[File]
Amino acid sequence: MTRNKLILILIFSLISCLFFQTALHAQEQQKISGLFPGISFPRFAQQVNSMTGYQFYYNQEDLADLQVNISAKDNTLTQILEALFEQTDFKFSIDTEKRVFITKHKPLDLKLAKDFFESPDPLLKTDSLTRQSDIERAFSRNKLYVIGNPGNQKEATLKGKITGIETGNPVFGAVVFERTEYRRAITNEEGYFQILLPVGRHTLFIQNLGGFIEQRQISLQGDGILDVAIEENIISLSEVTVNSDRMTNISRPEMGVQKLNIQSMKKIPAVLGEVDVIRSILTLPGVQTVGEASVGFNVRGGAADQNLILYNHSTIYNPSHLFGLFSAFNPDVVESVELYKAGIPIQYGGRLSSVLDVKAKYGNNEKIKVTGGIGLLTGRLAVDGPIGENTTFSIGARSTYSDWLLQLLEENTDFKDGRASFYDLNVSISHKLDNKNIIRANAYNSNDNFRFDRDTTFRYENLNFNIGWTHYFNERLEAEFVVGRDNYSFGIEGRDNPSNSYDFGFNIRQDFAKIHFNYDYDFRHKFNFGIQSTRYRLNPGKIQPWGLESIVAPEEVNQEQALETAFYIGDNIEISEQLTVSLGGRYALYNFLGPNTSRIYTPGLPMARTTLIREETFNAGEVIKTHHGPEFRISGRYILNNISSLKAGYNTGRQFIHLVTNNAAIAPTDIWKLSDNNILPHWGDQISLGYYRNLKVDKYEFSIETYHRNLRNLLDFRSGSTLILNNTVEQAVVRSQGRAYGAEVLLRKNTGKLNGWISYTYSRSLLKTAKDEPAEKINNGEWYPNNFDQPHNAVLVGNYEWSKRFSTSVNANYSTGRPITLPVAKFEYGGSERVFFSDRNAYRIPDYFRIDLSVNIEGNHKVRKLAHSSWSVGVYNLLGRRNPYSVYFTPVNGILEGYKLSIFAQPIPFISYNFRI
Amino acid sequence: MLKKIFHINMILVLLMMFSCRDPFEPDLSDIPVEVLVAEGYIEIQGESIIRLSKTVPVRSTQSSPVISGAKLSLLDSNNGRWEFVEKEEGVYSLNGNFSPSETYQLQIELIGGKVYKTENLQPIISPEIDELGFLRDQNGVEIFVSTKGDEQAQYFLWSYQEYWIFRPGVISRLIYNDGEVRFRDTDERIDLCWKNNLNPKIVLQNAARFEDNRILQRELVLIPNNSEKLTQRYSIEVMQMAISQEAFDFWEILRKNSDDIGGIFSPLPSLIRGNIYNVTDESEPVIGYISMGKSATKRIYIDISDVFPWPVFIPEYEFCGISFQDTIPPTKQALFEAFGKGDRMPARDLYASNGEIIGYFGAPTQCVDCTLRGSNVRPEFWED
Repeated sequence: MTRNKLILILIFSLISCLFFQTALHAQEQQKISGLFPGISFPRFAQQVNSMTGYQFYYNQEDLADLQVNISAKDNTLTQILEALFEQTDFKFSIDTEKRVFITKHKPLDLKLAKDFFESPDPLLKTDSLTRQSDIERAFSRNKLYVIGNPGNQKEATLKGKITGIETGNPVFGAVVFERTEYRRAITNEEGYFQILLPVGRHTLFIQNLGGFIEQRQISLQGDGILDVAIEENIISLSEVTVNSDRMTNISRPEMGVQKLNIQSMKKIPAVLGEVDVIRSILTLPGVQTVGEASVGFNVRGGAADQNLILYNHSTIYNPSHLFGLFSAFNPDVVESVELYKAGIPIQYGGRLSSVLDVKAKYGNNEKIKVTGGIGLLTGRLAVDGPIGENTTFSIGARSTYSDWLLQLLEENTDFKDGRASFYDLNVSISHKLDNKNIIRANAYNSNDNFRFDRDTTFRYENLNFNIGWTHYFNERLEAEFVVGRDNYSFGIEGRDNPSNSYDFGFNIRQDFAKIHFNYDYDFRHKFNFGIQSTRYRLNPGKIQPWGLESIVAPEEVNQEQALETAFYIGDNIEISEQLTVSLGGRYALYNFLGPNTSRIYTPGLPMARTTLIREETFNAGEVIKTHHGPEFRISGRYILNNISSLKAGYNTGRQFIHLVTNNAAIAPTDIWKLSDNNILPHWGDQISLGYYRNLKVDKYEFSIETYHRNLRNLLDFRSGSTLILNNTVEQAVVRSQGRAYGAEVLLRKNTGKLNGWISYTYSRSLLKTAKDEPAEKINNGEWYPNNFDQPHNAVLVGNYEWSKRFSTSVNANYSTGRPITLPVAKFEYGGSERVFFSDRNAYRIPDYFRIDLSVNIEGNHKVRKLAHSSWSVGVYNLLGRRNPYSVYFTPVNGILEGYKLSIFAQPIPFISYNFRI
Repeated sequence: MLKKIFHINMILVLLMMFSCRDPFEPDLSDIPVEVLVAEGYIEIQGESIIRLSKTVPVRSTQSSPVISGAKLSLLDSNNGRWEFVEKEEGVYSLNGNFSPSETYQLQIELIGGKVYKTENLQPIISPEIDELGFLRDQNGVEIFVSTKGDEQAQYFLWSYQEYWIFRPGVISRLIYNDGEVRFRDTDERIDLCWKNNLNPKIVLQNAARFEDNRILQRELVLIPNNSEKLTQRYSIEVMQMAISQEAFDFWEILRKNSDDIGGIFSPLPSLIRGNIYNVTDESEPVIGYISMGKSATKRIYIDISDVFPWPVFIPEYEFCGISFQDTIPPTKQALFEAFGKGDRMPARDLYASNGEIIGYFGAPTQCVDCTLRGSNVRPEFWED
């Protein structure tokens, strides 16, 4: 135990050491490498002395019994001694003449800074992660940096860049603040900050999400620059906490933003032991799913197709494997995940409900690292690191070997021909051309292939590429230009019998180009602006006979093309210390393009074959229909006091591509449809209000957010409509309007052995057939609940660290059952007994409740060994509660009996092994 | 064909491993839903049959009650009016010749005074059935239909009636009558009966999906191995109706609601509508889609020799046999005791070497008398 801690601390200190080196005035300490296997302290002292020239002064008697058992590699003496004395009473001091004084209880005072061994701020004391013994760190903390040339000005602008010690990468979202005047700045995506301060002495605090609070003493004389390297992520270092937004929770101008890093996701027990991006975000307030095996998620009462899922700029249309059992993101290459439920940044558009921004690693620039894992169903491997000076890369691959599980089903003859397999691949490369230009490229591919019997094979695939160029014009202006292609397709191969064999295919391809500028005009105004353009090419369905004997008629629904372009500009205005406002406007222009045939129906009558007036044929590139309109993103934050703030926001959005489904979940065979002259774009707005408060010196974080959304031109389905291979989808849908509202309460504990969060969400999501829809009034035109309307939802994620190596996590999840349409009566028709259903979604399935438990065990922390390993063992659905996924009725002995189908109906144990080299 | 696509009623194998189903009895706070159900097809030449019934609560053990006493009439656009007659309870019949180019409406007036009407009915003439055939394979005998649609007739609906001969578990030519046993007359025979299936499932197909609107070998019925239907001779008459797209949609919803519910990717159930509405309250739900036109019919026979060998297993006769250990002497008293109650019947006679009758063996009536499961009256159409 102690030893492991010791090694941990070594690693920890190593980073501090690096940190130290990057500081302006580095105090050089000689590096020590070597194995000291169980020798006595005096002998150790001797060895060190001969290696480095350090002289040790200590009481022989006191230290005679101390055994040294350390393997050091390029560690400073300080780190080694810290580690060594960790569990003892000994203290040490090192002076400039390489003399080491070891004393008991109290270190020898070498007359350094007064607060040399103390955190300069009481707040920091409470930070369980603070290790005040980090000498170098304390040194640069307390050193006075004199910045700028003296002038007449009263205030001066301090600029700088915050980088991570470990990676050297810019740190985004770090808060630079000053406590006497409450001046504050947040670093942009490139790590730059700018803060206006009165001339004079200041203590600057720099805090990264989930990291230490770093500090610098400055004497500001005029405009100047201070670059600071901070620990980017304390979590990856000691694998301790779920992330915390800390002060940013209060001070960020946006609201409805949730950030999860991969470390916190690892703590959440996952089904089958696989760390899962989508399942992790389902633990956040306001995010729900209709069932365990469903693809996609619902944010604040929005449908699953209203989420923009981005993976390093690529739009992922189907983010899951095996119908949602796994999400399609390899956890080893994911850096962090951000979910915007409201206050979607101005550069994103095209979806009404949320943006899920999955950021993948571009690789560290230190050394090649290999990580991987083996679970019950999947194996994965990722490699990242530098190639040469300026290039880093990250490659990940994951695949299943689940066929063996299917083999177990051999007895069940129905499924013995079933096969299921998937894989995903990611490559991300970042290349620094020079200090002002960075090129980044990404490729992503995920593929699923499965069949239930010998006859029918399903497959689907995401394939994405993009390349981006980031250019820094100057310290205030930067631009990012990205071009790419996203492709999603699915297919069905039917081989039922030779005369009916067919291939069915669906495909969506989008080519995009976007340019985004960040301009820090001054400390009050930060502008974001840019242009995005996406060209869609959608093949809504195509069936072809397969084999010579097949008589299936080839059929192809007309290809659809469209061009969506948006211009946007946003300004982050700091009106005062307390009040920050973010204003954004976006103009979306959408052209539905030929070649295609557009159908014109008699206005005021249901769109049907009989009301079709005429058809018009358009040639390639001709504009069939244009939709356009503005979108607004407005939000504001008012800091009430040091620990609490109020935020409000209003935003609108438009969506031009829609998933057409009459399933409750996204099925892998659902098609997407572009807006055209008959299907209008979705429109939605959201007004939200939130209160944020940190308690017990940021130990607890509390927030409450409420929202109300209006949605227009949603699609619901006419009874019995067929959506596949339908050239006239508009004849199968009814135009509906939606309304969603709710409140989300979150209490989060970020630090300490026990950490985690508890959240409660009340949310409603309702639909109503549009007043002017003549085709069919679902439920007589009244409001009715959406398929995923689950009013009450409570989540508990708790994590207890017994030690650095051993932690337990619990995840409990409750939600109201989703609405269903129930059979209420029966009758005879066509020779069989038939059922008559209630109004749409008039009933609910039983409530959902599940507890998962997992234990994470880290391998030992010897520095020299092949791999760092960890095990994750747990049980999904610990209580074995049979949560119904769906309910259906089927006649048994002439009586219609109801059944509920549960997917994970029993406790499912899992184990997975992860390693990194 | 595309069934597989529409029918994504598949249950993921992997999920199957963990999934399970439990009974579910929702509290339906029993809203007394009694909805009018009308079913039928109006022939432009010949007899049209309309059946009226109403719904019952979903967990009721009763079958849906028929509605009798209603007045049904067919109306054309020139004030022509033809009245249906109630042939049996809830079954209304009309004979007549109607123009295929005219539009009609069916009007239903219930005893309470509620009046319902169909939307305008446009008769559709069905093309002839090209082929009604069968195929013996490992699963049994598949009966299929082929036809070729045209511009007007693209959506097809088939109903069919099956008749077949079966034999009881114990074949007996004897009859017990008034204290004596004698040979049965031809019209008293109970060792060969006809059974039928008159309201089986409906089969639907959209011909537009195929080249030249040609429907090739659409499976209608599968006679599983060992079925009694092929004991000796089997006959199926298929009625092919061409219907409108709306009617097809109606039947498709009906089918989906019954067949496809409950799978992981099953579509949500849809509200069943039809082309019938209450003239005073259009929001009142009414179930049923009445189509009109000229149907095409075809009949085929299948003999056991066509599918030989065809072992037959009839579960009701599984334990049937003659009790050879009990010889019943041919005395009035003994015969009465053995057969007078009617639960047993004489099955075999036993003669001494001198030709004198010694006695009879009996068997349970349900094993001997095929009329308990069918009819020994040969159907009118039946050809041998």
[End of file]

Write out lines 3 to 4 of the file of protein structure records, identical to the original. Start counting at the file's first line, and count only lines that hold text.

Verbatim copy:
Repeated sequence: MTRNKLILILIFSLISCLFFQTALHAQEQQKISGLFPGISFPRFAQQVNSMTGYQFYYNQEDLADLQVNISAKDNTLTQILEALFEQTDFKFSIDTEKRVFITKHKPLDLKLAKDFFESPDPLLKTDSLTRQSDIERAFSRNKLYVIGNPGNQKEATLKGKITGIETGNPVFGAVVFERTEYRRAITNEEGYFQILLPVGRHTLFIQNLGGFIEQRQISLQGDGILDVAIEENIISLSEVTVNSDRMTNISRPEMGVQKLNIQSMKKIPAVLGEVDVIRSILTLPGVQTVGEASVGFNVRGGAADQNLILYNHSTIYNPSHLFGLFSAFNPDVVESVELYKAGIPIQYGGRLSSVLDVKAKYGNNEKIKVTGGIGLLTGRLAVDGPIGENTTFSIGARSTYSDWLLQLLEENTDFKDGRASFYDLNVSISHKLDNKNIIRANAYNSNDNFRFDRDTTFRYENLNFNIGWTHYFNERLEAEFVVGRDNYSFGIEGRDNPSNSYDFGFNIRQDFAKIHFNYDYDFRHKFNFGIQSTRYRLNPGKIQPWGLESIVAPEEVNQEQALETAFYIGDNIEISEQLTVSLGGRYALYNFLGPNTSRIYTPGLPMARTTLIREETFNAGEVIKTHHGPEFRISGRYILNNISSLKAGYNTGRQFIHLVTNNAAIAPTDIWKLSDNNILPHWGDQISLGYYRNLKVDKYEFSIETYHRNLRNLLDFRSGSTLILNNTVEQAVVRSQGRAYGAEVLLRKNTGKLNGWISYTYSRSLLKTAKDEPAEKINNGEWYPNNFDQPHNAVLVGNYEWSKRFSTSVNANYSTGRPITLPVAKFEYGGSERVFFSDRNAYRIPDYFRIDLSVNIEGNHKVRKLAHSSWSVGVYNLLGRRNPYSVYFTPVNGILEGYKLSIFAQPIPFISYNFRI
Repeated sequence: MLKKIFHINMILVLLMMFSCRDPFEPDLSDIPVEVLVAEGYIEIQGESIIRLSKTVPVRSTQSSPVISGAKLSLLDSNNGRWEFVEKEEGVYSLNGNFSPSETYQLQIELIGGKVYKTENLQPIISPEIDELGFLRDQNGVEIFVSTKGDEQAQYFLWSYQEYWIFRPGVISRLIYNDGEVRFRDTDERIDLCWKNNLNPKIVLQNAARFEDNRILQRELVLIPNNSEKLTQRYSIEVMQMAISQEAFDFWEILRKNSDDIGGIFSPLPSLIRGNIYNVTDESEPVIGYISMGKSATKRIYIDISDVFPWPVFIPEYEFCGISFQDTIPPTKQALFEAFGKGDRMPARDLYASNGEIIGYFGAPTQCVDCTLRGSNVRPEFWED